Thursday 5 October 2023

Review: The Exorcist: Believer

Year: 2023

Director: David Gordon Green

Screenplay:  David Gordon Green, Peter Sattler

Starring: Leslie Odom Jr., Ann Dowd, Jennifer Nettles, Norbert Leo Butz, Lidya Jewett, and Olivia Marcum, Ellen Burstyn

Synopsis is here:

Halfway through The Exorcist: Believer, Chris McNeil (Burstyn), the mother whose 12-year-old girl Regan fell victim to demonic possession, claims that she was never allowed into the room during her daughter's possession due to the “damn patriarchy”. In the screening that I was in, the line gained an audible “right on” cheer. In wrestling, such a moment could be considered a “cheap pop”.  It is a tawdry way to incite a reaction from a crowd. The vulgarity becomes evident later in the film when a grim incident befouls Chris, a mother who had suffered so much in the original film is dismissively wasted in this new legacy sequel 50 years on. The Exorcist: Believer doesn’t give a toss about feminism. It barely cares about the women in its narrative. But it knows that simply referring is enough.

There isn't much more to say about William Friedkin’s 1973 seminal adaptation of William Peter Blatty’s novel The Exorcist that hasn’t already been said. Its reputation proceeds it. A film that now constantly tops the best horror ever lists. Its infamy entails a troubled production, rating controversies and initial mixed reactions from critics. 50 years on, the aura surrounding the film has never quelled. It remains a fascinating film which despite its intentions, has allowed the contents of the production to be argued and debated for years. Its success also allowed the studios to greenlight a multitude of sequels and prequels to mixed reactions.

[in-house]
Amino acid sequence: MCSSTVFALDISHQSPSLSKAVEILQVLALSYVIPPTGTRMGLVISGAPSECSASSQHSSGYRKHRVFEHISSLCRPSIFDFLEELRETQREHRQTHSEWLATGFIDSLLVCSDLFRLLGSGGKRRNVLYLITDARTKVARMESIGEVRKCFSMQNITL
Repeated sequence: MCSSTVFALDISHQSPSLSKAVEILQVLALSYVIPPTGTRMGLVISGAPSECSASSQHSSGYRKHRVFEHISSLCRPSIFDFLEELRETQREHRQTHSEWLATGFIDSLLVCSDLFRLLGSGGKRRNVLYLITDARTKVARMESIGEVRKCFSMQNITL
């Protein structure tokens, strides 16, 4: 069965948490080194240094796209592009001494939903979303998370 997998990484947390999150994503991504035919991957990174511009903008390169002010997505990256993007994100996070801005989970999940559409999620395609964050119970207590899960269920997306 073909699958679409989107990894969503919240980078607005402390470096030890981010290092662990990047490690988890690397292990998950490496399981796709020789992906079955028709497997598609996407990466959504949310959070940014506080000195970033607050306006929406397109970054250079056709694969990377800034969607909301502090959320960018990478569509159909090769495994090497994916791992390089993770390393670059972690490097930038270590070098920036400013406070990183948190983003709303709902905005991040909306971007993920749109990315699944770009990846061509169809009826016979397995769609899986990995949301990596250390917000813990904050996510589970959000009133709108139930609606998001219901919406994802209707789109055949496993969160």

The Exorcist: Believer has been delivered to audiences by David Gordon Green. A director whose filmography has a whiplash effect if you read it too fast. When he first appeared on the scene, Green was touted as the new Terrance Malick. His early films were small-town indie darlings, well-loved by the critical faculty. 2008 marked the release of the stoner comedy Pineapple Express and Green’s “loosely goosy” era with the director’s changing to television sitcoms such as the remarkable Eastbound and Down (2009) to the risibly dull Your Highness (2011). After a mix match of comedy dramas, Green found himself injecting new life into the Halloween series, creating a new trilogy which followed directly on from the 1978 classic. Despite the response for each entry falling on a sliding scale, the trilogy moved the mythology forward politically. Commentating on the festering nature of evil. The move from slasher to demonic procession feels less of a surprise now than a stoned James Franco.

The same ambition that took many by surprise in Green’s Halloween trilogy could have given The Exorcist: Believer a desperately needed shot in the arm. However, like many other entries to the franchise that proceed before it, Believer fails to grasp what made the original movie so startling 50 years ago.